I was being taught what it looks like to pray for and with people. And now, any time I feel any kind of Holy Spirit prompting to pray for someone — whether they are standing right in front of me or are on the phone or even in a text conversation — I’ll pray.
I still get nervous — I think mostly because I care way too much about what other people think. But once I start praying, the Holy Spirit really does take over. And I can’t remember one time someone saying to me, “What the heck, Shelley? Why did you just pray for me?” or “That wasn’t the right prayer — I don’t know what you were thinking.”
In fact the opposite couldn’t be more true. People respond with a humility and an appreciation that runs so deep that I end up humbled and amazed by the whole experience. AND, it’s very obvious that the prayer mattered deeply to that person.
In case you’re wondering if God is moved by your prayers into any sort of action, try praying for someone like this. You’ll be astonished!
And don’t forget to look to the Bible for assurances, too. Abraham prayed a lot, and God always responded (maybe not in the way or the timing Abraham expected…but God always responded). Moses prayed too — in fact, on more than one occasion, he interceded on behalf of the Israelites when God was quite “done” with them, and God was moved to compassion because of Moses’ prayers.
J.D. suggests that maybe it isn’t the words of the prayers so much as the LOVE BEHIND THE PRAYERS that moves God. He warns us that to expect our prayers/words/thoughts to determine what God should do is not only unhealthy, but unholy. J.D. used the phrase “gateway to idolatry” to describe such expectations of prayer (Daily Text, May 18, 2018). He goes on to say,
“God is not moved by prayer but by love. In fact, prayer is the great school of love, where we experience the movements of the Gospel — from God to self, from self to God, and with God to others.” (Daily Text, May 18, 2018)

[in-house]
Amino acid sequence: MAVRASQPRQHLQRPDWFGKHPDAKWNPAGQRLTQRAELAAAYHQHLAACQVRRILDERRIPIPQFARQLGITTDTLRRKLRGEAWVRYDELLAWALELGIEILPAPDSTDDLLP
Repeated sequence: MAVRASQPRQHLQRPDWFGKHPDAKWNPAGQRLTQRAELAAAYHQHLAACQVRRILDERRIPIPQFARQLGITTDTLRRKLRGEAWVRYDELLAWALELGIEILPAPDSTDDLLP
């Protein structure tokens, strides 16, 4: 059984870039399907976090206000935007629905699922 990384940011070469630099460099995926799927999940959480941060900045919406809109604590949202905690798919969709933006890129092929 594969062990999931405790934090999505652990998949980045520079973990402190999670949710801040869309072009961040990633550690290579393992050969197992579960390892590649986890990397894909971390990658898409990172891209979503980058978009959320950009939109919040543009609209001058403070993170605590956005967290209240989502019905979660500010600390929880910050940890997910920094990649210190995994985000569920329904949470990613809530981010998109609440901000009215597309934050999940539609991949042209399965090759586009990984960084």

Don’t hear J.D. say that prayer doesn’t matter. I hear him saying that it’s the love we have for people that leads us to pray for them, and it’s that very love that touches and moves God.
He goes on to say,
“Because to pray is to love, prayer means entering into and even embracing the chaos. While we might say prayers about a given chaotic situation, we are only truly praying to the extent that we are willing to claim the chaos. This is why prayer is a costly thing.” (Daily Text, May 18, 2018)
I’d never thought of prayer as a costly thing, but now that I think of it that way, maybe that’s why I hesitate to ask someone if they want me to pray for them. I am putting myself out there, setting myself up for their judgment, their shock, their rejection.
But when I’ve listened to and followed those Holy Spirit promptings, I have never once encountered that reaction. Not once.
What else makes prayer costly? Time? Effort? Energy? Emotion?
The answer in my experience, is yes, yes, yes, and yes. J.D. must agree —
“To tell another person, ‘I’ll be praying for you,’ is a serious thing. It is not sitting passively and sympathetically on the outside, speaking words to God on their behalf. Rather, it means something more like, ‘I will stand with Jesus for you in the midst of the chaos.’ Real praying is not human inspired sympathy but Spirit empowered empathy.” (Daily Text, May 18, 2018)
Because it really does matter. It matters to our spiritual walk. It matters to a hurting world that so desperately needs light and life. It matters to God — or He wouldn’t invite us into this divine work of His, and He certainly wouldn’t empower us with words and empathy if it wasn’t making a difference.
And here’s the craziest thing of all — when life is crazy, full of chaos and darkness, and we turn to God with our hearts and words, guess what happens to us? Our focus shifts.
We turn our eyes from the chaos to the One who brings order.
Instead of being tossed by the waves of the storm, our faith finds the Sustainer.
Rather than staying in and stewing on all that is wrong in the world, we look to the One who can shed light and hope and life into all the dark places.
I’ll end this Why Pray? segment with a quote from C.S. Lewis that I think sums up this whole series on prayer so well —
I pray because the need flows out of me all the time, waking and sleeping. It doesn’t change God. It changes me. (C.S. Lewis)
Embracing the chaos,
2 thoughts on “Why Pray? Part Three”
Thank you for your words. Prayer is so important to those of us that pray. It is more than talking to the air but a way to connect heaven and earth. To speak to God in true conversation and know that it matters to Him. How I pray has changed with this series and your posts. It is deeper and richer, even as I say common prayers such as the Lord’s Prayer.
Vickie, I love hearing that your prayers have grown deeper as you apply what God is showing you about prayer, about Him. Your words encourage me!